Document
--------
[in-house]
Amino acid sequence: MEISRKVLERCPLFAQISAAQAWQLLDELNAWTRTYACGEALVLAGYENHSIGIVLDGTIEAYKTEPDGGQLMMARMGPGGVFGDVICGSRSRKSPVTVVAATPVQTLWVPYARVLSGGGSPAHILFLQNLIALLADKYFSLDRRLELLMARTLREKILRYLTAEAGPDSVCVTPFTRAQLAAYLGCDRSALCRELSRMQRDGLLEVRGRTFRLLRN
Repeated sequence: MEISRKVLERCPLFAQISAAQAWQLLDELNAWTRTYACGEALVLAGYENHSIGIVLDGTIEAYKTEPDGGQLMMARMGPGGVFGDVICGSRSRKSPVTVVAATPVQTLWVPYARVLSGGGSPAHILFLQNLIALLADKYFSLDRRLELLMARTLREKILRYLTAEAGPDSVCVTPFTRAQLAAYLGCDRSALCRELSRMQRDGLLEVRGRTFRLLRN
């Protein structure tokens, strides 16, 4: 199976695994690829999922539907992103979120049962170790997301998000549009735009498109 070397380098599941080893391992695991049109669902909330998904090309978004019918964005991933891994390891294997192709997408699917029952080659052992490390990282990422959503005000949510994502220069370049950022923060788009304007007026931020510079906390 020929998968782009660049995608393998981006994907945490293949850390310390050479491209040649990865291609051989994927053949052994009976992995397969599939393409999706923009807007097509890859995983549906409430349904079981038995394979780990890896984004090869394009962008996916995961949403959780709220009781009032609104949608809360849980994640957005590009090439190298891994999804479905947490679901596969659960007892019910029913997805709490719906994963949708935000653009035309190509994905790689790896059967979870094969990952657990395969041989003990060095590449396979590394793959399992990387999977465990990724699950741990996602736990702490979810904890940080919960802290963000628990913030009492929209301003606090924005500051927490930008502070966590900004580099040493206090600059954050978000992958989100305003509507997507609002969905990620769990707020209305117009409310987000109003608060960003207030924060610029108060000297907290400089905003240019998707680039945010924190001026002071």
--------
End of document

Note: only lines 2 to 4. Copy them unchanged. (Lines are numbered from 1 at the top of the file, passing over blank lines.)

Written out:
Amino acid sequence: MEISRKVLERCPLFAQISAAQAWQLLDELNAWTRTYACGEALVLAGYENHSIGIVLDGTIEAYKTEPDGGQLMMARMGPGGVFGDVICGSRSRKSPVTVVAATPVQTLWVPYARVLSGGGSPAHILFLQNLIALLADKYFSLDRRLELLMARTLREKILRYLTAEAGPDSVCVTPFTRAQLAAYLGCDRSALCRELSRMQRDGLLEVRGRTFRLLRN
Repeated sequence: MEISRKVLERCPLFAQISAAQAWQLLDELNAWTRTYACGEALVLAGYENHSIGIVLDGTIEAYKTEPDGGQLMMARMGPGGVFGDVICGSRSRKSPVTVVAATPVQTLWVPYARVLSGGGSPAHILFLQNLIALLADKYFSLDRRLELLMARTLREKILRYLTAEAGPDSVCVTPFTRAQLAAYLGCDRSALCRELSRMQRDGLLEVRGRTFRLLRN
């Protein structure tokens, strides 16, 4: 199976695994690829999922539907992103979120049962170790997301998000549009735009498109 070397380098599941080893391992695991049109669902909330998904090309978004019918964005991933891994390891294997192709997408699917029952080659052992490390990282990422959503005000949510994502220069370049950022923060788009304007007026931020510079906390 020929998968782009660049995608393998981006994907945490293949850390310390050479491209040649990865291609051989994927053949052994009976992995397969599939393409999706923009807007097509890859995983549906409430349904079981038995394979780990890896984004090869394009962008996916995961949403959780709220009781009032609104949608809360849980994640957005590009090439190298891994999804479905947490679901596969659960007892019910029913997805709490719906994963949708935000653009035309190509994905790689790896059967979870094969990952657990395969041989003990060095590449396979590394793959399992990387999977465990990724699950741990996602736990702490979810904890940080919960802290963000628990913030009492929209301003606090924005500051927490930008502070966590900004580099040493206090600059954050978000992958989100305003509507997507609002969905990620769990707020209305117009409310987000109003608060960003207030924060610029108060000297907290400089905003240019998707680039945010924190001026002071």